Well, that was problem No. 1 right there, eh, he told the Regina Sun (ph) newspaper. I pretty much dropped the gun somewhere over Grandora when I was taking it out to admire it. So once I lost the gun, I knew I was pretty much hosed in terms of coming down, he added. What followed was a harrowing 49-hour drift over rural Canada. Then things took a turn for the truly dangerous as Dane entered the airspace of Saskatchewan International Airport.

Miraculously, though, just as a Boeing 777 was bearing down on him, a flock of Canada geese surrounded him and his balloons and ushered him to safety, using their weight to gently bring him back down to earth. I owe these birds my life, said Dane, who announced he's retiring from magic to work on preserving wetlands for his new feathered friends. As of press time, the other David Blaine could not be reached for comment as he was frozen in a block of ice.

BURKE: (Laughter).

SAGAL: Canada's answer to David Blaine saved while aloft by a flock of Canada geese. And your last miraculous moment comes from Jessi Klein.

KLEIN: When the history of this moment is written, one figure will rise as the most confusing of all - the guy who wears a mask but lets his nose poke over the top like a little snorkel for both exhaling and inhaling the coronavirus. The mayor of Smithson (ph), N.M., noticed these people everywhere. I don't get why they don't get it, she said. That's exposing 66% of the face holes you're supposed to be covering. She tried everything, but her public information campaign, just say nose, failed.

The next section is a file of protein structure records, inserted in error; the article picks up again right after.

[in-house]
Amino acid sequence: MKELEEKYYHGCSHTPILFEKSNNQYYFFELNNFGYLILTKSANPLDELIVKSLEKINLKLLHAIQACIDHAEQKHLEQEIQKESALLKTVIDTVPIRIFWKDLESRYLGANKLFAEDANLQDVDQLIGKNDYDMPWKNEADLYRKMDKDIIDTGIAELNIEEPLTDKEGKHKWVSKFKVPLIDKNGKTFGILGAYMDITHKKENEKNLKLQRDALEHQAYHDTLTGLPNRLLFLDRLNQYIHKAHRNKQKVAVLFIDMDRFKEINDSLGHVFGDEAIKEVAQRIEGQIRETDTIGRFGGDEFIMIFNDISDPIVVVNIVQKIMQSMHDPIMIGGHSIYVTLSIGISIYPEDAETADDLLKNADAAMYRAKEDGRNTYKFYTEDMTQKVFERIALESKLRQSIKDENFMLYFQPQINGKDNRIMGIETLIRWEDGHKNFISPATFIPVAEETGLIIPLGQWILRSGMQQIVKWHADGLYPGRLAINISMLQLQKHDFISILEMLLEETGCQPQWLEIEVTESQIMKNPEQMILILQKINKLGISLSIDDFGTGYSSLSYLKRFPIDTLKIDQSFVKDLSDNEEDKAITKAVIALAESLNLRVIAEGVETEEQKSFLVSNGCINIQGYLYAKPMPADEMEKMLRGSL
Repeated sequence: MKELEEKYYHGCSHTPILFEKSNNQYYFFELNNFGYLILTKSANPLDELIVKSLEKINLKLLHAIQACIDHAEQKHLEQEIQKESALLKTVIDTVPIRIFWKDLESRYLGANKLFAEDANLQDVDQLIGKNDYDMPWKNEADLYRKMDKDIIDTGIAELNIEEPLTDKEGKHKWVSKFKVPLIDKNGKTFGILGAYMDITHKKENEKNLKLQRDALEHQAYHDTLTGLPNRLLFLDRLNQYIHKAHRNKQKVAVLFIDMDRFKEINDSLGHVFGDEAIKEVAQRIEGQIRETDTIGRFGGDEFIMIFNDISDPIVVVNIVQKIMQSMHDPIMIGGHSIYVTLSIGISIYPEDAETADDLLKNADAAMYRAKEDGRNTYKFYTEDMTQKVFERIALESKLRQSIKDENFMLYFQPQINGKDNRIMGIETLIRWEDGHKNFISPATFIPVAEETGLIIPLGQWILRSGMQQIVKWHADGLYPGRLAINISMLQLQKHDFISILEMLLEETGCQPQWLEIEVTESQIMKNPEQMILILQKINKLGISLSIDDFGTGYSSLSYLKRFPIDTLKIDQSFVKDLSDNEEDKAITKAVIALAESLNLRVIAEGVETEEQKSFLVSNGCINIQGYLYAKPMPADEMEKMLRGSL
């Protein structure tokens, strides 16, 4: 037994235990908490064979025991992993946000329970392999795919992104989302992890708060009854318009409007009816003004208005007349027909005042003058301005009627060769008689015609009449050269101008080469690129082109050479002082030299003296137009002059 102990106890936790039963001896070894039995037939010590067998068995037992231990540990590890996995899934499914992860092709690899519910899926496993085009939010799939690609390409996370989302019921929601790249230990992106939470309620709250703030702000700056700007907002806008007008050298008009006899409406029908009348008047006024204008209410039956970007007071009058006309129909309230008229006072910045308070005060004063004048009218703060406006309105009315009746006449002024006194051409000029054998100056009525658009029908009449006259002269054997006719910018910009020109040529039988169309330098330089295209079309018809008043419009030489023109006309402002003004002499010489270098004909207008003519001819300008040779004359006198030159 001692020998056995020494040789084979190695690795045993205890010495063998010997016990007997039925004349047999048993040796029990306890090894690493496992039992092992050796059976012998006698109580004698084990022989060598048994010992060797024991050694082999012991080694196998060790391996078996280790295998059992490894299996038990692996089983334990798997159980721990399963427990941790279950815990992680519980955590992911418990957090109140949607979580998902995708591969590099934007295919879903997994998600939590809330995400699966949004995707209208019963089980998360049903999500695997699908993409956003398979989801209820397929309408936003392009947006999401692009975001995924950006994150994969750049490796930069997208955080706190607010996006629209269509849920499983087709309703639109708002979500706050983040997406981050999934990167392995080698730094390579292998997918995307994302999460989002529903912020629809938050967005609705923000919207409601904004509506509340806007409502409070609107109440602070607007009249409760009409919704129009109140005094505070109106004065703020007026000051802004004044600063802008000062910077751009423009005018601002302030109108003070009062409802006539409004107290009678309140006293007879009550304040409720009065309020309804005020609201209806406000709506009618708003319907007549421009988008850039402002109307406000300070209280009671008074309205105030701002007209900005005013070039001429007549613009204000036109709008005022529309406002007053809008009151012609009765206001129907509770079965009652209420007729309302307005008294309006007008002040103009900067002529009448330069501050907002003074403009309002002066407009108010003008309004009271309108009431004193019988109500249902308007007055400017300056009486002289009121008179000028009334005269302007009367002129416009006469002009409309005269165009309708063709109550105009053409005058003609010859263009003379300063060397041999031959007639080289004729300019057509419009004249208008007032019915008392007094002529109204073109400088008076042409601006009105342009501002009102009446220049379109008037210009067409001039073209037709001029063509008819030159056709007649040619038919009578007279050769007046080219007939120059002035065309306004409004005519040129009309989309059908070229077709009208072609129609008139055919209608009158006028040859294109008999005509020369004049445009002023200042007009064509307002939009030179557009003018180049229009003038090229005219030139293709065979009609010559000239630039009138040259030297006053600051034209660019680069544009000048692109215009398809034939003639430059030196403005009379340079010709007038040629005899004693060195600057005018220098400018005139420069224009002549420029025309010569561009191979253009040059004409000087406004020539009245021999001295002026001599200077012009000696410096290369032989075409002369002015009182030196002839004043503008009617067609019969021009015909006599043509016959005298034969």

BURKE: (Laughter).

KLEIN: I finally just gave up and prayed to God to enlighten the people of my town, she said. The next day, what meteorologists are calling a once-in-a-generation phenomenon, the prevailing winds in town shifted 180 degrees, blowing from the neighboring town of St. Alban (ph), known for having the state's largest and most fragrant sewage treatment facility in the world. All of a sudden, her town smelled terrible, and everyone was forced to put their mask over their noses. We're saved, said the mayor. The Lord works in mysterious ways.

Many of Smithson's residents, however, wanted to make sure their intentions were known, and they had not changed their minds. Said one local real estate agent, even though my mask is up, I want people to know I'm only doing it for myself because of the smell, not for anyone else because of the virus. Asked for comment, the mayor responded, quote, "I just say, Lord, forgive them. They know not how stupid they're being."

(LAUGHTER)

SAGAL: All right. One of these stories, Greg, is the story of what seems like a real miracle in the news. From Adam Burke, a kayaker who had capsized in a lake was rescued from certain doom by a bunch of priests who paddled by on a tiki bar boat; from Luke Burbank, Canada's answer to David Blaine saved from floating off - well, into wherever - by a flock of Canada geese; or from Jessi Klein, a mighty, stinky wind gets people to wear their masks right in New Mexico. Which is the real story of a miracle in the week's news?

FRANKLIN: I'm going to have to go with choice A.

SAGAL: You're going to go with choice A, Adam Burke's story of the kayaker and the tiki bar boat.

FRANKLIN: Yep. Yep.

SAGAL: All right, then. Well, to bring you the correct answer, we spoke with someone quite familiar with the real story.

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NOAH ISMAEL: We were able to pull him up onto the boat, and he said, I've been sober for seven years, and the bar comes and saves my life.

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SAGAL: That was first theologian Noah Ismael of the Paulist Fathers who was actually one of the seminarians who saved the kayaker on Lake George in New York. Congratulations. You got it right. It must have been divine inspiration.

FRANKLIN: Exactly. Thanks so much.

SAGAL: Thank you, Greg. And congratulations. You earned a point for Adam. You've won our prize - the voice of anyone you might choose on your voicemail, probably at this point calling for help. Thank you so much for playing with us today.

FRANKLIN: Bye-bye.

(SOUNDBITE OF SONG, "I NEED A MIRACLE")

GRATEFUL DEAD: (Singing) Just one thing, then I'll be OK. I need a miracle every day. Transcript provided by NPR, Copyright NPR.